Our friend Galileo first saw Saturn’s rings in 1610. The optics on his telescope was so poor that he could not make out exactly what they were. He said that Saturn had ‘ears,’ and his sketches showed Saturn being flanked by two large moons. When he looked at Saturn again in 1612, he was again amazed by what he saw. Nothing. The moons were gone. It just so happens the rings were edge on to the Earth, just like this year. So first time viewers of Saturn, take heart. Even Galileo was disappointed by the lack of rings. He encountered them a few years later, and he then described them as two half ellipses.
45 years later Christiaan Huygens finally determined that they were actually rings that circle the planet without touching it. He is also the one who discovered the moon Titan.
The rings themselves are actually individual particles of water ice, dust, and rock, ranging in size from a speck of dust to maybe up to a kilometer in length. When the Pioneer and Voyager spaceships made their flybys in the 70s and 80s, it was seen that each large ring is made up of smaller individual rings. The comparison at the time was the rings were like the grooves in a music record. Since we don’t really have those anymore, we may need to come up with a new analogy.
The main rings have really fancy names. We have the A ring, B ring, C ring, all the way up to the F ring. Of course they’re not in any order. That would be too easy. Starting inward and moving out, the rings are lettered D, C, B, A, F, G, E. They’re lettered in the order of their discovery.
At last count Saturn has 60 moons, including Titan which was thought to be the largest moon in the solar system. Only with the visits of Voyagers 1 and 2 in the early ’80s did that change. It turns out that Titan has an incredibly thick atmosphere, even thicker than Earth’s, and by removing the atmosphere from the measurements it is reduced to the second largest. Jupiter’s moon Ganymede is now measured as the largest. Just barely, though. Ganymede is 112 kilometers larger.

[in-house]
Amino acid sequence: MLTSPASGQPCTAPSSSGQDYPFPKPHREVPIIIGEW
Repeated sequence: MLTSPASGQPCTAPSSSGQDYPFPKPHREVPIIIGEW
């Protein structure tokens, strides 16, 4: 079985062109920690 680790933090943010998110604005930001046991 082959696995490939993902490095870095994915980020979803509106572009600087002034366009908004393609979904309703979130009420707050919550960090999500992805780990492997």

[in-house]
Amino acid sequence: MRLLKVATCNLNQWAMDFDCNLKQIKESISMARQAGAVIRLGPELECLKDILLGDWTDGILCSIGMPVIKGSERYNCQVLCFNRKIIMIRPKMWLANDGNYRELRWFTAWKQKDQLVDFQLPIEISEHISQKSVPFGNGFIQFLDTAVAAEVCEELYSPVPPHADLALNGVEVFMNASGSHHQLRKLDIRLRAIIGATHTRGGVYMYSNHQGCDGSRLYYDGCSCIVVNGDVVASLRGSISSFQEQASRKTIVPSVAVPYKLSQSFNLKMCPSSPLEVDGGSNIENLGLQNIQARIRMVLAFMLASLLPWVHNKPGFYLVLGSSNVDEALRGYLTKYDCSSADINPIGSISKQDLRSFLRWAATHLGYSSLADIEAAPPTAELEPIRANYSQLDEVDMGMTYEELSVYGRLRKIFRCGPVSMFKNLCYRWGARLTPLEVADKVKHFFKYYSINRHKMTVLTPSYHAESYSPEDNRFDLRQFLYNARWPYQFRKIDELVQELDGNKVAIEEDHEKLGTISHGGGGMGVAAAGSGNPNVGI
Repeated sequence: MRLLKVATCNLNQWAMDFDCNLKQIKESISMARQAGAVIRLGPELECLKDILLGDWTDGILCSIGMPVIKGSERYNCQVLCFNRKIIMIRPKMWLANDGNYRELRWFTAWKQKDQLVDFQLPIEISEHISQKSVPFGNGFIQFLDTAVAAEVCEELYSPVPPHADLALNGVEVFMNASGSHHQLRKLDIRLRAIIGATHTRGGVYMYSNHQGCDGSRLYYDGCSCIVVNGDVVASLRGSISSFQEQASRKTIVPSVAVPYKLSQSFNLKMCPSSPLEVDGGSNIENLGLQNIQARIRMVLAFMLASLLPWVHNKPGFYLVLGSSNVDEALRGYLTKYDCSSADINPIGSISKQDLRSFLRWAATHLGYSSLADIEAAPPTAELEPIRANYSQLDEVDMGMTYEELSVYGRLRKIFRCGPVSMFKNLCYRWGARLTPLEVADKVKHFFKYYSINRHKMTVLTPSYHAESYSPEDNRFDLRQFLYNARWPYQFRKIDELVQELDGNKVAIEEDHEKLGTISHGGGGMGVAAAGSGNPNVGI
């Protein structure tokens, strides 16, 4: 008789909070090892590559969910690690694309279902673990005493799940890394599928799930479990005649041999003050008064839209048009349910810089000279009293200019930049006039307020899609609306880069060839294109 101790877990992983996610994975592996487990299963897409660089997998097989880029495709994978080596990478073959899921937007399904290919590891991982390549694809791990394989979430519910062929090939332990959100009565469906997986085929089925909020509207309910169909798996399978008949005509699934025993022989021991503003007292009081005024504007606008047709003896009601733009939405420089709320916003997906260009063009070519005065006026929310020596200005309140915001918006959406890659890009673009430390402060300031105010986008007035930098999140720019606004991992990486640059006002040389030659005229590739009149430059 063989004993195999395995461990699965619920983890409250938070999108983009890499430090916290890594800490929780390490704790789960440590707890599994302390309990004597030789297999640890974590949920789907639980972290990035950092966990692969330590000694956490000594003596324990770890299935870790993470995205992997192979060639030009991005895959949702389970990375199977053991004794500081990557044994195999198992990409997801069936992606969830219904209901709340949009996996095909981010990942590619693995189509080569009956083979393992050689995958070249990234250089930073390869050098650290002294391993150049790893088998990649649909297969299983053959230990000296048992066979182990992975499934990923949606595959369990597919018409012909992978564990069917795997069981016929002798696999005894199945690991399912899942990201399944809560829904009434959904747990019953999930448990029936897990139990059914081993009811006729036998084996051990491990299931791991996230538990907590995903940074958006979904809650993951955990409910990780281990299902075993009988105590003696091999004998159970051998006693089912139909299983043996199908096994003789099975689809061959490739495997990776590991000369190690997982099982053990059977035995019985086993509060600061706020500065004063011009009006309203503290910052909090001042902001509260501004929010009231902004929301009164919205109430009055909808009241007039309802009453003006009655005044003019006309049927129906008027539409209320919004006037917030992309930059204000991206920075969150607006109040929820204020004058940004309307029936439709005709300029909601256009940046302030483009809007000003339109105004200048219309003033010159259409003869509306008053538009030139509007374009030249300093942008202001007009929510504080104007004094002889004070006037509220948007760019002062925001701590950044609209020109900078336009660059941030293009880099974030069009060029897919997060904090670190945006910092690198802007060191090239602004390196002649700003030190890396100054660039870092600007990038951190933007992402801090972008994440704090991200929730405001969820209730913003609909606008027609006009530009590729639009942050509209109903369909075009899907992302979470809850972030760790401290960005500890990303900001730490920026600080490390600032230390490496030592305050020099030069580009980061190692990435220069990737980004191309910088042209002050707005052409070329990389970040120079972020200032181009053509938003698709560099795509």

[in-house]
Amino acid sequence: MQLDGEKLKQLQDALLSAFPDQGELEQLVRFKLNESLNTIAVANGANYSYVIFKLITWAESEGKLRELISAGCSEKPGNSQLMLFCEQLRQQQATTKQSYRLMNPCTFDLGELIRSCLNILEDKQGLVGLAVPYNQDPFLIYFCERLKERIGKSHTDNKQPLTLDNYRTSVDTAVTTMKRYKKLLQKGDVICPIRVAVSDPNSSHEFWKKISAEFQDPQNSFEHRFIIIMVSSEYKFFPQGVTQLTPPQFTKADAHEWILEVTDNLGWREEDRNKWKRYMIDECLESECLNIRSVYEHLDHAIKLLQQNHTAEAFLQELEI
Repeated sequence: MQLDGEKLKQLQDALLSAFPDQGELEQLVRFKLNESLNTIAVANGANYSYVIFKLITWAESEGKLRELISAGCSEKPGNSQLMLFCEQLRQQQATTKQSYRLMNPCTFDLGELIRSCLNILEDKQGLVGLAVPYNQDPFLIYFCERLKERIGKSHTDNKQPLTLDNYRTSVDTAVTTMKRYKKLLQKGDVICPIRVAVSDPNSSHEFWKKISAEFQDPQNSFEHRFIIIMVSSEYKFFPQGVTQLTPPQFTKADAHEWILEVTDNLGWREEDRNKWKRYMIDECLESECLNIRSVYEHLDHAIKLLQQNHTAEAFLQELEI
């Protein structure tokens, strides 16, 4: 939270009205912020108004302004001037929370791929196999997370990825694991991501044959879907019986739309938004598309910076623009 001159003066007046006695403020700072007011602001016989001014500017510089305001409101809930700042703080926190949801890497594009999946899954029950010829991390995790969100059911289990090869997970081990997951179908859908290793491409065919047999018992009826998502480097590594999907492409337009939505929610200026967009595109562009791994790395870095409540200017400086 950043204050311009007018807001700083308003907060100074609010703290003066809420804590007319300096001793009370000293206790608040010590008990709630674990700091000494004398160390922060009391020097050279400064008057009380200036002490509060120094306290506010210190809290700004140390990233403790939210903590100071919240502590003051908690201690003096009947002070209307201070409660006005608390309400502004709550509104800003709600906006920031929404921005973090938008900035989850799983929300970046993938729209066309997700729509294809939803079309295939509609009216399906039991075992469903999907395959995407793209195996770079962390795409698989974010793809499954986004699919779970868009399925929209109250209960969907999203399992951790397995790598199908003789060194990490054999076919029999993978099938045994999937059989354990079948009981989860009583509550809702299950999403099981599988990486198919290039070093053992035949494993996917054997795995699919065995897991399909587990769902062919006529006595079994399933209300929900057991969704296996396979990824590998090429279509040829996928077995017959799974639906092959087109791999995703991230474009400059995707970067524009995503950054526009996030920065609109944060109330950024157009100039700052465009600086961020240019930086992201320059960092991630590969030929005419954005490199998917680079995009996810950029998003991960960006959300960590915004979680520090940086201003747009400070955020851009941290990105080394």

I mentioned that Saturn is in opposition on March 8. You may have heard the term before, but what the heck does it mean? Picture the solar system from above, and draw a line connecting the sun with Saturn or any of the other outer planets. At some point every year, the Earth will cross that line. When it does, that planet is in opposition: directly opposite the sun.
You may have heard that Saturn would float on water. It’s true. The density of Saturn is less than water, so it would float if you had a big enough bathtub. One last thing about the rings. You may have heard about how thin the rings are, but how thin are they? The main rings are perhaps 10 meters thick. To put that in perspective, if Saturn were the size of a football field, the rings would be the width of a razor blade.
Don’t let all this deter you from getting that look at Saturn. It is a good target for small telescopes, even in the most light polluted areas. Just keep in mind that Saturn will not look like the photos you are used to seeing. The rings go totally edge on in early September and until then, depending on your optics, you can still see a small line of rings. So if you’re disappointed with what you see in Saturn, remember that this is a special time. The rings are visible 14 out of every 15 years. Take the time to look at the planet itself. It’s the best look you’ll have of it until the next time the rings are edge on, in about 15 years.
So we’ve answered the question of where are Saturn’s rings? I’ll leave it to someone else to explain another common question asked by new viewers; “Why is everything upside down?”
I welcome all emails. Write me at Thaulley@yahoo.com. Thanks for listening.
365 Days of Astronomy